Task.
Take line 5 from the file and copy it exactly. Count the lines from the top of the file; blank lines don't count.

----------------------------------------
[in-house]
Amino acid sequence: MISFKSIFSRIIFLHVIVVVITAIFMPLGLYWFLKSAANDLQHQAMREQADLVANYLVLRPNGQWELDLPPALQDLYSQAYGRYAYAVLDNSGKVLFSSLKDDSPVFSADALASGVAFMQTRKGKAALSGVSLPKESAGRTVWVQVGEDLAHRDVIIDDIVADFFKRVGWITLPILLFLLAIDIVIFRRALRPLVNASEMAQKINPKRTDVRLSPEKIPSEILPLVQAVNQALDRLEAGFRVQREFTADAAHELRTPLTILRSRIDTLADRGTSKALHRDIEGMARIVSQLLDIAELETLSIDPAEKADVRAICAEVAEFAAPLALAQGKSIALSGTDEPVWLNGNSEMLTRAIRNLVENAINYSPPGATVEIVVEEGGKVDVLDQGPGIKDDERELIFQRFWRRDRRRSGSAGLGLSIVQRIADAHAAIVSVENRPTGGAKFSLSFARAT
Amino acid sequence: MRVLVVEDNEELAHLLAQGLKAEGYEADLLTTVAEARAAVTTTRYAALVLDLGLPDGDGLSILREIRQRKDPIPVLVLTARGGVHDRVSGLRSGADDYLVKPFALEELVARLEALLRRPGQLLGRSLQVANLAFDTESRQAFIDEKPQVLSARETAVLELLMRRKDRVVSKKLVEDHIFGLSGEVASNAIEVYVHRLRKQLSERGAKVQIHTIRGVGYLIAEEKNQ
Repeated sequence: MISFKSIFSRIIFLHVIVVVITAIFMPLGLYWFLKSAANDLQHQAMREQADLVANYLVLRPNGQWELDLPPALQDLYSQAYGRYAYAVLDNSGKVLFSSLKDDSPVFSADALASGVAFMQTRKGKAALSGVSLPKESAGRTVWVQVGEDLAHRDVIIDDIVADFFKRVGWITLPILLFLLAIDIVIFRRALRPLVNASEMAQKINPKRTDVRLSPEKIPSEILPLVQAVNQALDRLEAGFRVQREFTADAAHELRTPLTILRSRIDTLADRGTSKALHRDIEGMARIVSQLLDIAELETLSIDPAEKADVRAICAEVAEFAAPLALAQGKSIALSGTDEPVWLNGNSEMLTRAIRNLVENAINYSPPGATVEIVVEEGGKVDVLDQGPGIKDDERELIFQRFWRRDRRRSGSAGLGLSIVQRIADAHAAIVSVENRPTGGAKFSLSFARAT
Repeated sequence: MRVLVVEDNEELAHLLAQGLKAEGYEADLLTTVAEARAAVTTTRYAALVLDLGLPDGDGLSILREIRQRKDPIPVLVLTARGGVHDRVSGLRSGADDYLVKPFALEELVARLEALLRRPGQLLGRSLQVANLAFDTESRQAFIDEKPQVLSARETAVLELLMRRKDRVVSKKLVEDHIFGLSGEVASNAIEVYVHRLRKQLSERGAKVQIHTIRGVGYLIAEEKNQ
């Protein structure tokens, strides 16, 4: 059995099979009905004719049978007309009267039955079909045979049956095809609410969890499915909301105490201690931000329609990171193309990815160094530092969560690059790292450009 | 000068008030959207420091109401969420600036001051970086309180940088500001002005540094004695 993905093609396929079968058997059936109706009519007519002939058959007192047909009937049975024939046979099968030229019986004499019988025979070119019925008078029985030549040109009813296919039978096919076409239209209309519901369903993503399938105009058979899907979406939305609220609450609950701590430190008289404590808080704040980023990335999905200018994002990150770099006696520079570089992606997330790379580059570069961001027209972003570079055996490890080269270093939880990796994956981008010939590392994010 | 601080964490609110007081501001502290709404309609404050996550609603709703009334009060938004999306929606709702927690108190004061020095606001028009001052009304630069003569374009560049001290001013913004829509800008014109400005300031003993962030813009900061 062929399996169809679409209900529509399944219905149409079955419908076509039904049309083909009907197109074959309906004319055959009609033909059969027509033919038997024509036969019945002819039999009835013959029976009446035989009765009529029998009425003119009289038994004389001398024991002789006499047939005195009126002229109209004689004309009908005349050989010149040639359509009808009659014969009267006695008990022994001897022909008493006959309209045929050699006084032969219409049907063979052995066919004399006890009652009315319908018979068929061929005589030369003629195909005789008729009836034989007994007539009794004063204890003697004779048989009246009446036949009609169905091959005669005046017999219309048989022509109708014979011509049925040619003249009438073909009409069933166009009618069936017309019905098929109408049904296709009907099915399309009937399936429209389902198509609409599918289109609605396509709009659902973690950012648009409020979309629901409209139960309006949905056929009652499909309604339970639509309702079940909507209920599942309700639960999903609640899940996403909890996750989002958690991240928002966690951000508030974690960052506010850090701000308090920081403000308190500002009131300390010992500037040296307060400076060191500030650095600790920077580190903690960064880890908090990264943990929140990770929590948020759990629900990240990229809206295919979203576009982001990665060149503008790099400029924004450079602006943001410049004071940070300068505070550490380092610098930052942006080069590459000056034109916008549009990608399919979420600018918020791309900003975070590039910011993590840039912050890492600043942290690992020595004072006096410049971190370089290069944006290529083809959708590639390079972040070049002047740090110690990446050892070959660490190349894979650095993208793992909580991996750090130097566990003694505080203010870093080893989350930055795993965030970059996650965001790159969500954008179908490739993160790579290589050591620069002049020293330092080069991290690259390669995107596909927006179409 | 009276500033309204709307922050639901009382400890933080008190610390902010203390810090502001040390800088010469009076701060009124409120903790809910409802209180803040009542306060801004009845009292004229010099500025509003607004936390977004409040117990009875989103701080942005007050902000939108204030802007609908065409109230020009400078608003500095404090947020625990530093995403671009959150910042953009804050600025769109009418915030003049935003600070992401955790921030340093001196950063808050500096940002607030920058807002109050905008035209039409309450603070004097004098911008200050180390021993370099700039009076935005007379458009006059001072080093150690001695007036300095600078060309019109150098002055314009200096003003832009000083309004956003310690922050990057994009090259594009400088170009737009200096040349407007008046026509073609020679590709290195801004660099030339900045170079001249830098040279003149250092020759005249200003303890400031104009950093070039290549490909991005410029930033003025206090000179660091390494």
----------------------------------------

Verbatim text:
Repeated sequence: MRVLVVEDNEELAHLLAQGLKAEGYEADLLTTVAEARAAVTTTRYAALVLDLGLPDGDGLSILREIRQRKDPIPVLVLTARGGVHDRVSGLRSGADDYLVKPFALEELVARLEALLRRPGQLLGRSLQVANLAFDTESRQAFIDEKPQVLSARETAVLELLMRRKDRVVSKKLVEDHIFGLSGEVASNAIEVYVHRLRKQLSERGAKVQIHTIRGVGYLIAEEKNQ